- Conferences (which have definitely been a game changer, in terms of live online discourse)
- Q&A (which I stopped watching a while ago when it became clear that it was just the ABC pandering to the government by giving them a soapbox without actually making them accountable for their answers)
- Writers festivals. Because we can't attend them all!
However, one hashtag that I've kept an eye on for a little while now is #loveozya, mostly found on Twitter and Instagram. YA - for those not in the know - is literary lingo for "Young Adult", usually made in reference to YA fiction. Oz, is short for Australian. And love... well, I don't need to explain everything to you, do I?
So, as an expat, it's been difficult for me to express my OzYA love, since I also read adult fiction and non-Oz YA, and being overseas, it's often difficult for me to get my hands on Australian fiction. Also, now that I look at my bookshelf, of the 26 books that currently sit there, 16 are Australian, so I'm not doing a bad job.
Anyway, here's my instagram shot of my #loveozya haul. (For those of you on instagram, you can find me at @lib_idol.)
This is a bit of an eclectic mix of books. Most of them are unread books that I randomly pulled out of my boxes of books that I had in storage during the three days that I was back in Melbourne between returning from Vietnam and heading to Kosovo. Some are books that I've been meaning to read for years, but never made it to the top of the pile. The rest are books that I may have impulsively bought online in the last month whilst feeling self-conscious about not keeping up with the YA trends (especially after missing the Reading Matters conference.) And yes, I'm counting Zigzag Street as YA - so sue me. ;)
And then there's As Stars Fall, by Christie Nieman. I should mention that I'm only partially through this book, and would usually never review a book before finishing it, but in this case I feel compelled to write about it now.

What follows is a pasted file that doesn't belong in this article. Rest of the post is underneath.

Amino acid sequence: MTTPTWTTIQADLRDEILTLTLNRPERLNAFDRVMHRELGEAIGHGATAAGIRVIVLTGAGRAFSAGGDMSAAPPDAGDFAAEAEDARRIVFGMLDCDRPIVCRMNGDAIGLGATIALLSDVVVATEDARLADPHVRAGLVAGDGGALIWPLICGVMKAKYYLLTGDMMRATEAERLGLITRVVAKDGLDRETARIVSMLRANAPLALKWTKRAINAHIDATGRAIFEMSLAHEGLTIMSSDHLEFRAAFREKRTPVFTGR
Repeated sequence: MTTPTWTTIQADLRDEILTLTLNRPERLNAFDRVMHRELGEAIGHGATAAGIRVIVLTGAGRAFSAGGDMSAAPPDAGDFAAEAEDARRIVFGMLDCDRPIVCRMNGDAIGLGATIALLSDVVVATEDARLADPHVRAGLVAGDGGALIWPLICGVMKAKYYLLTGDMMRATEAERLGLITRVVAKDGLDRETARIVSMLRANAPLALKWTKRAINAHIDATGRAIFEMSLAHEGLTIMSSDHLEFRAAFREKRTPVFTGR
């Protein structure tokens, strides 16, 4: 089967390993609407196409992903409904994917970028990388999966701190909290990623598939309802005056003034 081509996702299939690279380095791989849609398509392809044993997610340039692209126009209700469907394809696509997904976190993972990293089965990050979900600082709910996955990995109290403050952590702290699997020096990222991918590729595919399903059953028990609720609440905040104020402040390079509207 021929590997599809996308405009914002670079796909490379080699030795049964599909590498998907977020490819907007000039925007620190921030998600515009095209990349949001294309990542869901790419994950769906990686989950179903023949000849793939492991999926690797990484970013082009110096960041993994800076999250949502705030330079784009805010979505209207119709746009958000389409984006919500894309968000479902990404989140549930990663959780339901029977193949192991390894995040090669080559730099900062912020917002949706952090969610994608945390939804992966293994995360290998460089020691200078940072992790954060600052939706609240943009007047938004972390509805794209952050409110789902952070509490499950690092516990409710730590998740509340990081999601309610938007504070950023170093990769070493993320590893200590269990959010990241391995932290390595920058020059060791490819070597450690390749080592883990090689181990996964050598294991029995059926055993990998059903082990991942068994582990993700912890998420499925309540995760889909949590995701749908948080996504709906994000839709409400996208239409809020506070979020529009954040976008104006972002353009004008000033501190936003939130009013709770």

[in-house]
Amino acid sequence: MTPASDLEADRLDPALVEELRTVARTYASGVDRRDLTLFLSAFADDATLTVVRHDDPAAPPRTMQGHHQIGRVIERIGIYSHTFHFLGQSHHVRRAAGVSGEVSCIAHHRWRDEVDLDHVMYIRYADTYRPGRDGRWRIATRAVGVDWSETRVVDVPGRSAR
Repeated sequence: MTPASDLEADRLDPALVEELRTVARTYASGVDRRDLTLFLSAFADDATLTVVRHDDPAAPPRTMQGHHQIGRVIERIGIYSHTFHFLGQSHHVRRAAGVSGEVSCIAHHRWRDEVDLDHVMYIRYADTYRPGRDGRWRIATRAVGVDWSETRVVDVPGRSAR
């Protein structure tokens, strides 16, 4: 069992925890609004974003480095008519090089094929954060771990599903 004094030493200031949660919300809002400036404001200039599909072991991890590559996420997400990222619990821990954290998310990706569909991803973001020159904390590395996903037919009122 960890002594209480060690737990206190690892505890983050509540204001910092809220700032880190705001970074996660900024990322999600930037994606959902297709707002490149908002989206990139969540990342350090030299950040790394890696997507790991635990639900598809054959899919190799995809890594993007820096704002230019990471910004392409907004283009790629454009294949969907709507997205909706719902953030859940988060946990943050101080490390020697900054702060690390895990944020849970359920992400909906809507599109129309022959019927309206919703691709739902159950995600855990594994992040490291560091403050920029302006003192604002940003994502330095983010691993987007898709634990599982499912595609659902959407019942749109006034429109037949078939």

I worked in the same library as Christie for a number of months, and crossed paths with her many many times, but never really got to know her, as often can be the case in workplaces. I sometimes saw her at the odd book launch or literary event at the Wheeler Centre. And then, during my brief time recently back in Melbourne, I saw her book on the shelf, and decided to buy it. I'm always willing to give a punt on a new writer - especially if it's YA.
After reading the prologue, I was already obsessed, and wrote to a friend back in Australia that she had to go and find this book and read it, because I already knew that she'd love it.
Every time I open this book, I'm immediately transported. The themes are both classic and original, familiar and surreal, modern but gothic in a similar but altogether different way to Kirsty Eagar's Night Beach. And so very Australian - it makes me homesick to the stomach with each chapter, such is the craft of Nieman's evocative prose style.
I'm not going to say anything of the plot - what immediately drew me into this story is this amazing fella (please watch - it's only a 50 sec video!):
Almost nine years ago, I moved to Darwin. It was definitely a challenging time - moving along to a new city for the first time, living on the other side of the continent in a strange, humid land. As often in the case, I had hideous insomnia when I first arrived, and there were these very strange, haunting noises outside. It was about 1 or 2 in the morning, and it just wouldn't stop. Bleary-eyed but restless, I decided to go for a walk, as one does, hoping that it would help me sleep. The temperature was still in the high 20s, and a hot moisture hung in the air, but in the grassy courtyard I saw a number - maybe 3 or 4 - of these bush stone-curlews wandering around the yard, with their alien-esque bodies and stalk-like legs, echoing their creepy call into the air. I retreated back into my apartment, and the next morning, in my sleep-deprived state, I thought that this episode had maybe been a dream.
It wasn't of course.
On my last night in Darwin, before moving back to Melbourne, I remember lying in bed, hearing the curlew's call echoing into the late night, and wondering when I'll hear it again...
Whilst this is of merely tenable reference to Nieman's novel, my personal memories are constantly in the back of my mind as I read her words, and their underlying themes of feeling lost, alone, and grieving, yet utterly alive and connected to nature.